Change you can believe in
A strange and sometimes aggravating phenomenon occurs here in India whereby nobody seems to have small bills or coins. Not taxi drivers, not food vendors, not bookstores, not hotels – nobody. Unless you pay with exact change, no matter the situation, the person you’re paying will say “do you have change?” If you say no, they will sometimes relent and give you change, but oftentimes will put on an elaborate demonstration to prove that they too have nothing but large bills.
Most of the time, this is just a harmless unwillingness to part with the small bills that they most certainly do have. Other times it’s an attempt to take advantage of you to get some extra rupees, and it’s extremely hard to tell which situation you’re in.
For example, in Mumbai, taxi meters start off at 19 rupees for the first kilometer and then start to rise by distance after that. If you’re just going around the tourist areas in south Mumbai, it’s difficult to rack up a charge of 100 rupees or more, so almost everyone utilizing taxis here owes the cab driver 30-80 rupees ($0.50-$1.25) for their services. When you attempt to pay with a 100 rupee bill, you’ll be told that the driver doesn’t have change, I guarantee it. Insisting on change will simply be met with an elaborate display of all of the driver’s 100 and 500 rupee bills to show that they, in fact, don’t have change.
Now, one of two things has happened here. Either (a) everyone the driver has driven around that day has paid with big bills, depleting their supply of small bills, or (b) the driver is simply lying. In my experience it’s usually (b), but the best method to determine which one is the case is to perform an elaborate demonstration of your own.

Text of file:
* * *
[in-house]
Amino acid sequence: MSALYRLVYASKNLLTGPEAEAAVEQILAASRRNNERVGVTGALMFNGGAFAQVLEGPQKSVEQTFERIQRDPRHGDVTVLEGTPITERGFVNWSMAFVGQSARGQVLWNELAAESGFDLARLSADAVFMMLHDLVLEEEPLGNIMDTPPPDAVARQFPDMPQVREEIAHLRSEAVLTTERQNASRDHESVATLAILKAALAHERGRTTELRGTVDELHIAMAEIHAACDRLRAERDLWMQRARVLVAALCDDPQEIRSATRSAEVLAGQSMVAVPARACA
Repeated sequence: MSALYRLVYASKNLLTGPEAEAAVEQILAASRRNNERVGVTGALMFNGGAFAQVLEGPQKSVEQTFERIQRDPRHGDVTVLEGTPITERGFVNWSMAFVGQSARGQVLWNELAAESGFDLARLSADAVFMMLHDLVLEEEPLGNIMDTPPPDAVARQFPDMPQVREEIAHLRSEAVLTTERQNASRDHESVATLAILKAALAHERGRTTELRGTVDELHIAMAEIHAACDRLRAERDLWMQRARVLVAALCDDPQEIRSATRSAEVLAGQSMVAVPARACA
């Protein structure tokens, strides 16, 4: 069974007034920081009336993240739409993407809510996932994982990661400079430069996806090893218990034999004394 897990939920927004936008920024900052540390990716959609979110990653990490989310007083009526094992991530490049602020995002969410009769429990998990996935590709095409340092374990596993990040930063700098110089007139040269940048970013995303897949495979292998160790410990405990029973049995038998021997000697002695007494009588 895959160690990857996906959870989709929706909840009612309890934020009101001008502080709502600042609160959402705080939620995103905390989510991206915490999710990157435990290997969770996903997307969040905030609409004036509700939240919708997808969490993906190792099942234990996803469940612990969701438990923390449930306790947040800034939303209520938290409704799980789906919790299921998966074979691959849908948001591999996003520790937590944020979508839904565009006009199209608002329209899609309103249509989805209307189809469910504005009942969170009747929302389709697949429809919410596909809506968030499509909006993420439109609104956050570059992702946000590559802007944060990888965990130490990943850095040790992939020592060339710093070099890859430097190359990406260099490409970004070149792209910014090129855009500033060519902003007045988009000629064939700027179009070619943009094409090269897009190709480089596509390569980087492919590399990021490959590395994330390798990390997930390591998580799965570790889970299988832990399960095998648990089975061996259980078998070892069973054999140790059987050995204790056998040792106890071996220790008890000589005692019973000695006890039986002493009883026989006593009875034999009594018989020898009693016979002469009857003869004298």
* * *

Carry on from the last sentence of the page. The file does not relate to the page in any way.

Step one is to be prepared. Always keep your big bills (100 rupees and up) segregated from your small bills (10, 20, and 50 rupee bills). Step two is to execute. When asked to produce small bills, pull out a few of your large bills and show them off, saying “No Change, ATM”. Then put them away and insist, in as few English words as possible, on change. If the person is willing to budge, they’ll usually do so within 30 seconds. If they haven’t surrendered in that time, you’ll have to decide how to handle it.
There are three general options: (1) Produce your own small bills and pay in exact change, (2) Just give in and surrender the change, (3) make the person wait while you go find change. You could also stiff the person by just walking away if you think they’re scamming you, but I’m basically never going to do that. If I have the change, I’ll always use option 1 (more on that in a minute). For option 2, if it’s less than 50 rupees (less than $0.75) and I genuinely don’t have small bills, I’ll usually give up and leave the change as a tip. True, this money will add up over 3 months, but the stress of it isn’t worth it. If it’s more (or if I’m in a mood), we’ll try to find change at a bank, hotel, street food vendor, or pharmacy. I’m usually successful here, though you may have to buy a bottle of water or something to break a bill.
You may be asking, “Why is option 1 even listed?” If I had the exact change in the first place, why did I put on my own elaborate demonstration and insist that I didn’t? Because lack of change seems to be an epidemic here, exacerbated for the traveler by the fact that ATMs don’t distribute denominations lower than 100 rupees and nearly all things you buy cost less than that. Getting small bills is a war, a series of small battles and schemes – break the 1000s at the hotel, break the 500s at the restaurant, break the 100s at the corner store, and hoard everything smaller. You can’t be caught with a pocket full of 500s at the end of a taxi ride because if the driver has no change or decides to screw you, you’re out a lot of money. You have to have change for those times when you have to have change. So does everyone else. So ‘round and ‘round we go.
We now have a rule here in India: Never, ever pay with small bills unless you absolutely have to. Wherever you are, the local people will know where to get (and be able to get) small bills and change better than you will ever be able to. Don’t give in to their requests. If you do, you’ll one day find yourself paying for a 10 rupee bottle of water with a 100 rupee bill, getting no change, and cursing yourself for being so nice to that waiter at the restaurant earlier by paying in exact change.